Monday, January 27, 2020

Views from Nantlle Ridge

Just over a week ago I went to explore the Nantlle Ridge in Snowdonia with my brother Chris. I have often looked at its distinctive skyline from the southern shores of Anglesey and often wondered what the view would be like from up there. Many years ago I had an epic climb at Cwm Silyn but missed out on the view as we completed the last pitch in the dark!

This time we fully intended to complete our activities in daylight hours. We parked at Rhyd Ddu and made our way to the buttress that leads steeply to the summit of Y Garn. The winding path ends up being quite hard work but as we quickly gained height, the views down Nant Colwyn towards Beddgelert combined with a little 'summit fever' spurred us on...

The summit was bleak, misty and strewn with cobbly rocks. Every now and then we got a brief murky view across the Menai Strait to southern Anglesey.

Photo: Chris Krawiecki
The route to the next peak, Mynydd Drws-y-Coed was along a wind beaten rocky ridge with slimy rock with ice patches. Before complaining we reminded ourselves that we had set out wishing for an adventure. Perhaps we weren't careful enough with our wishes.

Easier ground led us to Trum y Ddysgl. We descended down a steep narrow ridge and found a sheltered spot in the sun to stop for lunch. The view to the south was idyllic with the Afon Dwyfor glistening with the reflections of the golden winter sunshine. That valley is called Cwm Pennant and its beauty is immortalised in a well-known poem by R Williams Parry. The poem ends with the the famous sentiment that roughly translates as, "Oh Lord, why did you make Cwm Pennant so beautiful, yet the life of a shepherd so brief?"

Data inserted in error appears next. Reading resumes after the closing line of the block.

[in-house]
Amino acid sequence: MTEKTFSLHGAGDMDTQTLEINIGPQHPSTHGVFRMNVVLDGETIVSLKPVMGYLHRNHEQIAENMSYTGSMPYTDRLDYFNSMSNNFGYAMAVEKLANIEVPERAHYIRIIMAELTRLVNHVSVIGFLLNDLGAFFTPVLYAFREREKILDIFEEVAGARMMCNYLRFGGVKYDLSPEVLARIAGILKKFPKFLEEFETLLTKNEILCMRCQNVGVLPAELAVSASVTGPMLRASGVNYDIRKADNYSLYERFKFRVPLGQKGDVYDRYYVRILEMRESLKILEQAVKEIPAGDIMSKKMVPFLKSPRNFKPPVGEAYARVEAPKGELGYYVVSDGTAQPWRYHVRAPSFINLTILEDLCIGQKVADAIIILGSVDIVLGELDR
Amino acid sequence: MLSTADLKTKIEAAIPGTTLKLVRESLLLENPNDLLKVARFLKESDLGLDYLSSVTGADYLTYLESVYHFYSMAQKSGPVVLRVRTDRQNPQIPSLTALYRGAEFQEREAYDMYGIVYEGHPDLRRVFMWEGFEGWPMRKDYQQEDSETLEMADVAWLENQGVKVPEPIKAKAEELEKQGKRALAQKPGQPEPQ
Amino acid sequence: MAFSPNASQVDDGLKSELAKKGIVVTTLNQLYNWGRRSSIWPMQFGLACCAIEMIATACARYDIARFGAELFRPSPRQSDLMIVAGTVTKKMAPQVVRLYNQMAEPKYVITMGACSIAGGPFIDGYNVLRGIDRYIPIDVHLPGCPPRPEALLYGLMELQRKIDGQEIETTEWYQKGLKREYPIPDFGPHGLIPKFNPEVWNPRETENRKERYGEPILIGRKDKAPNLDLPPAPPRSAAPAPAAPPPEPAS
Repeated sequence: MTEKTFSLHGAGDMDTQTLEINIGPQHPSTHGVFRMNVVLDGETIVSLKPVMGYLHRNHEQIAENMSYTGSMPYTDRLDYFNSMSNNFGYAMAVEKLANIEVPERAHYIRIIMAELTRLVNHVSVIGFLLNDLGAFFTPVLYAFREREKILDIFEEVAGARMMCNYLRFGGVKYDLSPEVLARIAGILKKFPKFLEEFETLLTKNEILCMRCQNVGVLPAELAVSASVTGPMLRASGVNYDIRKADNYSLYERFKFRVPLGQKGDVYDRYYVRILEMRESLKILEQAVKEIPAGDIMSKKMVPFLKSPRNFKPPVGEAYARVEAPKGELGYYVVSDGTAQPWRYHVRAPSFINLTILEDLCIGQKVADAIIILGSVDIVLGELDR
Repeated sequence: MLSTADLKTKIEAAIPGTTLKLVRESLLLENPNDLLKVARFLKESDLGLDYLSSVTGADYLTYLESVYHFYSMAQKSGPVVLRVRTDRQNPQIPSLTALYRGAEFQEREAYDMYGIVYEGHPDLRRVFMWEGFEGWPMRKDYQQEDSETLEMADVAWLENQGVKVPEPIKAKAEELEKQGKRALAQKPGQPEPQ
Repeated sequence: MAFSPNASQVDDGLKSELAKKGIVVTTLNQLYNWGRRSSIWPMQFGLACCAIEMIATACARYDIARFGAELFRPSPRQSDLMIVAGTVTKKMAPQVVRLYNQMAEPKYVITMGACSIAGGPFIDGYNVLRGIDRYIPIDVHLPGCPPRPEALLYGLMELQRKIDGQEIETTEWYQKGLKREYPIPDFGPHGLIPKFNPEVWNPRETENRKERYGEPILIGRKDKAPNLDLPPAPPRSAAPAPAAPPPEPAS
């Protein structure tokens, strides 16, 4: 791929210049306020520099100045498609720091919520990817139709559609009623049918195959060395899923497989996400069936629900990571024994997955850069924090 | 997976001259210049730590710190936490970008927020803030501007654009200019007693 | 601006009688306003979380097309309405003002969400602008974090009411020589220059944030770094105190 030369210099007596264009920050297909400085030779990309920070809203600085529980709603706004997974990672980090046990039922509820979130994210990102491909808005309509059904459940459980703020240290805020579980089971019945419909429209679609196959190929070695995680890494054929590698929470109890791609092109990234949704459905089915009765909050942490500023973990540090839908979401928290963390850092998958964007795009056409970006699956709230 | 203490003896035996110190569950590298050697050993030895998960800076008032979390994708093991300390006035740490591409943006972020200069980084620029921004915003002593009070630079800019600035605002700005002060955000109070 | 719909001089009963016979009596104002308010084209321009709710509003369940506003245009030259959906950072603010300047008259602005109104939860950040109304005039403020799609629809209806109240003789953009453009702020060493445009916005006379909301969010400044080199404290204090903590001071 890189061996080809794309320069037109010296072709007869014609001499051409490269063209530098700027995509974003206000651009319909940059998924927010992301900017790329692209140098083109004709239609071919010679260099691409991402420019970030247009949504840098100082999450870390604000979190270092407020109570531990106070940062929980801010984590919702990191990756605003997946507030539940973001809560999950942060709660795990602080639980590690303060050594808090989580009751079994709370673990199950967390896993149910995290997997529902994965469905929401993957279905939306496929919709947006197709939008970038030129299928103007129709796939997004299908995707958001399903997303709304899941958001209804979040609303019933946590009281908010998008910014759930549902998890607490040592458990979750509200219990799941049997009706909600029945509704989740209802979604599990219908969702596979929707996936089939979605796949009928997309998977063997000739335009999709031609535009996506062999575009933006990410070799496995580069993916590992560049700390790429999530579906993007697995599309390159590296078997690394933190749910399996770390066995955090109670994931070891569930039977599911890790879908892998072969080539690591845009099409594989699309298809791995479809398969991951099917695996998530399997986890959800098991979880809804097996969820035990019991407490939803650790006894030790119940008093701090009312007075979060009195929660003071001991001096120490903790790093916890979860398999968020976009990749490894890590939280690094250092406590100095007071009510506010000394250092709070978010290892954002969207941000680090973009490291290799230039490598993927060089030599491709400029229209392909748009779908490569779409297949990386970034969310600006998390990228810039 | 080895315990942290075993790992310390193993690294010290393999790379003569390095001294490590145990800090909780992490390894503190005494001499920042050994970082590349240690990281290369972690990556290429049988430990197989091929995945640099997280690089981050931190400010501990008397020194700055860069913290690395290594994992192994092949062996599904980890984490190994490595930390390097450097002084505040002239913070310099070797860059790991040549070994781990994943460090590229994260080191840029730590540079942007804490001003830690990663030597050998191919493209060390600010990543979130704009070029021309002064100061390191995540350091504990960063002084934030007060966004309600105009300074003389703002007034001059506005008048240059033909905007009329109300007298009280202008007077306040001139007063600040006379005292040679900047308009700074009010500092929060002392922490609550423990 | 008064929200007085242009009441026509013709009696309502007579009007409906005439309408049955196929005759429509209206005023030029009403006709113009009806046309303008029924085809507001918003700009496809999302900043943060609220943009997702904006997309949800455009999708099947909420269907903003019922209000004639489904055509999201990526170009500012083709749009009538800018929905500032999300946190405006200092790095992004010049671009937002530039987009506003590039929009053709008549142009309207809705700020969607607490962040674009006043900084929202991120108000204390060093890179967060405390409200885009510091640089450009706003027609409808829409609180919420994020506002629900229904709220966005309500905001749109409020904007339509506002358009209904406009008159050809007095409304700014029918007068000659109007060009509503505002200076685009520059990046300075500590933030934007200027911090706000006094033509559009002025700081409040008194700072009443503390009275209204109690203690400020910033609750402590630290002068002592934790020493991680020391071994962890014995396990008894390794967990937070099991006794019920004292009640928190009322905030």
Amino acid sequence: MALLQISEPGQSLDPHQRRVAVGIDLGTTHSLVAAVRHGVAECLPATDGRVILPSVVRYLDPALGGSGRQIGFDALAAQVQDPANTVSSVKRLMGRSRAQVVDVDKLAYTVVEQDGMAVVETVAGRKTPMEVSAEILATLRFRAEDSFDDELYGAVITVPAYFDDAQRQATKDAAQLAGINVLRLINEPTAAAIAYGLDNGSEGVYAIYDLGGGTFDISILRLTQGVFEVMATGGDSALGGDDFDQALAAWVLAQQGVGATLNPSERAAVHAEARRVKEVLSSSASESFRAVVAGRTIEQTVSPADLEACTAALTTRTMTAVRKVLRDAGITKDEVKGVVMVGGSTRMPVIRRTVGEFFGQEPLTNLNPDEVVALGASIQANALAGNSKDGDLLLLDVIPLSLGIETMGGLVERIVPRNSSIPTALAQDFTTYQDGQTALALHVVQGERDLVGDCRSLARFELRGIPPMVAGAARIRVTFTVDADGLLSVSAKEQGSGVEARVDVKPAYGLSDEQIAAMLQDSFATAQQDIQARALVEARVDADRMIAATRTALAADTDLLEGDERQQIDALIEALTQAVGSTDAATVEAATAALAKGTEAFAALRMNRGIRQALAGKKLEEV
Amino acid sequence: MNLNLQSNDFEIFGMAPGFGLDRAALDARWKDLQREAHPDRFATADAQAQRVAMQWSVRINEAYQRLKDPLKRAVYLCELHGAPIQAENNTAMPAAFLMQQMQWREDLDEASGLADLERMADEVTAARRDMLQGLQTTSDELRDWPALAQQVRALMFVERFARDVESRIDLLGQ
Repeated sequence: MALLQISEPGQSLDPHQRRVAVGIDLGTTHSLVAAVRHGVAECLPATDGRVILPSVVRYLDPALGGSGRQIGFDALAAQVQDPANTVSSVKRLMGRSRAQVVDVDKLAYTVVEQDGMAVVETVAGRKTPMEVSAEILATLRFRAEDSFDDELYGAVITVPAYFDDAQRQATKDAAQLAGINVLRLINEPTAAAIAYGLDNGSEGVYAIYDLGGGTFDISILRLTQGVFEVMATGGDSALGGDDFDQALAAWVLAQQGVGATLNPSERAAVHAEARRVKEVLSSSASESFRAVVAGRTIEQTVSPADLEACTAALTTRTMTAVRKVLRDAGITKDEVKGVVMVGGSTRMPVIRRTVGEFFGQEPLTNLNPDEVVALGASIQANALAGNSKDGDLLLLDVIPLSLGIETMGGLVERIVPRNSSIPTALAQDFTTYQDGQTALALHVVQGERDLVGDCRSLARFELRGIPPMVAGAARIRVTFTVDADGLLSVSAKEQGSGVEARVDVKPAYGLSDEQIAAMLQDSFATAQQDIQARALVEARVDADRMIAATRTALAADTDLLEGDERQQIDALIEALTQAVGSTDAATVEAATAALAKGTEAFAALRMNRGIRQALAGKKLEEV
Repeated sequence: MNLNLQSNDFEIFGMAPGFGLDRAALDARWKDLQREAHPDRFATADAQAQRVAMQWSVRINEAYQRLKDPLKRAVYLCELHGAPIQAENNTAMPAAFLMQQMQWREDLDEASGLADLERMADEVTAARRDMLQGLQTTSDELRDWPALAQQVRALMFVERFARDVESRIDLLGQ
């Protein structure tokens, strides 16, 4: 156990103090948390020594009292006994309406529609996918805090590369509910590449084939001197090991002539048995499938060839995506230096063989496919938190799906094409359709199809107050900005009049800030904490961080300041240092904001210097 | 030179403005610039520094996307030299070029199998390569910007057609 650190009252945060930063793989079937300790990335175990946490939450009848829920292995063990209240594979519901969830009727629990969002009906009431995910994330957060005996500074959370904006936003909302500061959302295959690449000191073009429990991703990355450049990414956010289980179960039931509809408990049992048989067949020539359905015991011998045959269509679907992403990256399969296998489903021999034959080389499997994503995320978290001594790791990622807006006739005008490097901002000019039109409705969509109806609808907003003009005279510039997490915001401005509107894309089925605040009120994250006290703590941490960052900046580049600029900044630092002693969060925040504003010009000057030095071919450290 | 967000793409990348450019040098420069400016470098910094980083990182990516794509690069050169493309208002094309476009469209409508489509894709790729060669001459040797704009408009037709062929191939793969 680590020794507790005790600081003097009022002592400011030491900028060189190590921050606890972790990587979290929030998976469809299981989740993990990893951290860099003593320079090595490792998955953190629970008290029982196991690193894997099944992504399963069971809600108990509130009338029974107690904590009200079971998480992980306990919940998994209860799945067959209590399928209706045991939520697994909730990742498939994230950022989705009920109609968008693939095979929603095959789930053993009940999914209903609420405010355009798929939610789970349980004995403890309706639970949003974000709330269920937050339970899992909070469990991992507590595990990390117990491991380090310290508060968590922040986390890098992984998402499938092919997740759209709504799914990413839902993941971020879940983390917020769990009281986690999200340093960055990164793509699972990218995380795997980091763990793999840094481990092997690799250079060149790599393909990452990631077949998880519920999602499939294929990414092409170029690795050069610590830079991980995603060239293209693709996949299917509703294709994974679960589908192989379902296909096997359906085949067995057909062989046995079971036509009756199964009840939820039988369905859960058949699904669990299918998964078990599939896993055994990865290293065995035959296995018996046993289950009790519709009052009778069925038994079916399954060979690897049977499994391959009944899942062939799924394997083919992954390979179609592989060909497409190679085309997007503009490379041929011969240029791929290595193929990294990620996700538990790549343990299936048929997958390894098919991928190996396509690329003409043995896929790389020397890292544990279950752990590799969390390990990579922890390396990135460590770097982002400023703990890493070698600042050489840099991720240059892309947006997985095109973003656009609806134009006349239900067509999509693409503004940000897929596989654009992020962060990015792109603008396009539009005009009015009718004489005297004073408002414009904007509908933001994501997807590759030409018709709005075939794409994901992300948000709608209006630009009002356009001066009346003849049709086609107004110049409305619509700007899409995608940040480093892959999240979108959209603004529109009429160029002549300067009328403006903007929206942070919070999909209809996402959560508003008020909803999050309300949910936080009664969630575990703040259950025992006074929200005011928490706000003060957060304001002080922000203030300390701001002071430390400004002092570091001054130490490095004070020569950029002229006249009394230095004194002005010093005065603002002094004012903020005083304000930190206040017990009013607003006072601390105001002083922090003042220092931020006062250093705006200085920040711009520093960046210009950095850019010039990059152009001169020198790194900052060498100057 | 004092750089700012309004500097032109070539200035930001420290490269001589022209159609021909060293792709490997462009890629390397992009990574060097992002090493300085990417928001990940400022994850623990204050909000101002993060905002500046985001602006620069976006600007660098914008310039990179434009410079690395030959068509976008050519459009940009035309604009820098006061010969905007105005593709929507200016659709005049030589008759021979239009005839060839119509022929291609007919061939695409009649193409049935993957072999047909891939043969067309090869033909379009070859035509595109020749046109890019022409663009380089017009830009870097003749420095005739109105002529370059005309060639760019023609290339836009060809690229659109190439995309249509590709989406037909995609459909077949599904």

After lunch we climbed to the nearby Mynydd Tal y Mignedd to investigate the monument at its summit. It was built to commemorate the diamond jubilee of Queen Victoria. As the sun was sinking lower in the sky we sensed that it was time to return route. We headed back to Trum y Ddysgl and began our steep descent along a steep ridge that runs south-east towards Beddgelert Forest.

The walk through the dark mossy forest completed a day full of variety with steep paths, slippery scrambling, amazing views, a Victorian monument and a touch of adventure.

My thanks to Chris for his company on my second visit to the Nantlle Ridge but this one was completed in daylight and we were back in time for tea!

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